Italians have an eye for art and design, and award-winning design firm Hot Lab seamlessly integrates sophisticated detail into their work. Their interior designs are sharp, stylish, and modern. Over the years, Hot Lab has received several international awards, including World Superyacht Awards and Showboats Design , World Yachts Trophies, and Finest Interior Awards . The studio has solid relationships with both Italian and foreign shipyards and works together on both custom and series-produced yachts.

A great example of interior design by Hot Lab is on Hull #5 of the Numarine 32XP (available for a Summer 2022 delivery). The studio incorporates clever lighting throughout the yacht to give it a bright atmosphere that highlights materials from Armani Casa and custom marbles in greens and blues.

Contact Denison yacht broker Alex G. Clarke to inquire about the Numarine 32XP.

2. Giorgio Cassetta  

Interior design by Giorgio Cassetta onboard the Spritz 102

Italian superyacht designer Giorgio Cassetta is the dark night of yacht design. He flys under the radar yet he’s worked on some of the biggest and most stunning yachts in the world. His designs have personality, with a flare of timelessness and functionality that instantly makes you appreciate the setting. Past clients include Bennetti and Cigarette Racing, but he’s currently working with Alpha Yachts to design custom new build yachts.

Boutique shipyard Alpha Custom Yachts worked with Giorgio Cassetta to create an elegant interior for the Spritz 102 . According to Cassetta, the yacht has the feel of a Miami villa combined with great functionality. When inside the yacht, guests are never disconnected from the environment. The installation of the windows ensures constant visibility of the water and sky, even from the bed. The effect is particularly stunning in the full-beam owner’s cabin where the windows are oversized and less than half a meter above the water.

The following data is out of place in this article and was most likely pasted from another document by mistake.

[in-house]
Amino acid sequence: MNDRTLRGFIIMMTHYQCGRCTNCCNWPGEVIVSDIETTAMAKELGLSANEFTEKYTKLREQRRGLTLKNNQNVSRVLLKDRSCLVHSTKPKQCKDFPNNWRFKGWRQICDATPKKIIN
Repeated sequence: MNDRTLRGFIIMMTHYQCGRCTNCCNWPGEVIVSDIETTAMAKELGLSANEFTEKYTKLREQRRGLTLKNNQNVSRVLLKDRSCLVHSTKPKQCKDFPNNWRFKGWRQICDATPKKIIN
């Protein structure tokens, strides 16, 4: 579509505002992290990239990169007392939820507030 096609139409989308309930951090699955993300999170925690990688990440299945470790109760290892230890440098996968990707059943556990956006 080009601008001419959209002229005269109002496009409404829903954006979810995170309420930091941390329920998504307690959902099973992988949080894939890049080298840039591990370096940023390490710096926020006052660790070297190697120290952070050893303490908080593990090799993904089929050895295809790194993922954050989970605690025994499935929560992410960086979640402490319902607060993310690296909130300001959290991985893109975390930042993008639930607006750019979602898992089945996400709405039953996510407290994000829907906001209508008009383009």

Contact Denison yacht broker David Johnson to inquire about the Spritz 102.

3. Gregory C. Marshall  

Interior design by Gregory C. Marshall onboard CRESCENT LADY

Gregory C. Marshall, Naval Architect Ltd. is a Canadian-based yacht design firm that has built a reputation as one of the top naval architecture firms in the world. For more than 35 years, founder Greg Marshall and his business partner, Gordon Galbraith, designed megayachts and commercial craft for a variety of clients Their designs gain attention as they push the limits of traditional expectations.

The interior of CRESCENT LADY , a 117’ Crescent 2020, is a Gregory C. Marchall design. Natural light floods into the interior space from expansive windows throughout the yacht. Inside, you’ll find clean, contemporary styling, which is complemented by high-quality joinery and modern fabrics and soft goods. Gregory C. Marchall created an interior that will stand the test of time onboard this Crescent 117, whose owner is accepting Bitcoin, Ethereum, and Dogecoin for the purchase of the yacht.

Contact Denison yacht broker Ari Sherr to inquire about CRESCENT LADY.

4. Patrick Knowles Design

Interior design by Patrick Knowles Design onboard REVIVE

Patrick Knowles Designs is one of America’s top yacht design firms specializing in custom megayachts, superyachts, and aircraft interiors. Patrick Knowles and his team apply their skills to ensure innovative creativity, attention to detail, and commitment to on-time delivery. Their ability to listen, understand, interpret, and transform ideas into results exceeds client expectations.

You may recognize a Patrick Knowles Design onboard REVIVE, a 150’ Richmond that was sold by Will Noftsinger and Chris Daves in March 2021. It’s one of the last (and some may say, the best) Richmond yachts ever built. In 2019, the second owner spent roughly $2 million making REVIVE perfect, and that included a completely new interior decor package by Patrick Knowles Designs.

5. Reymond Langton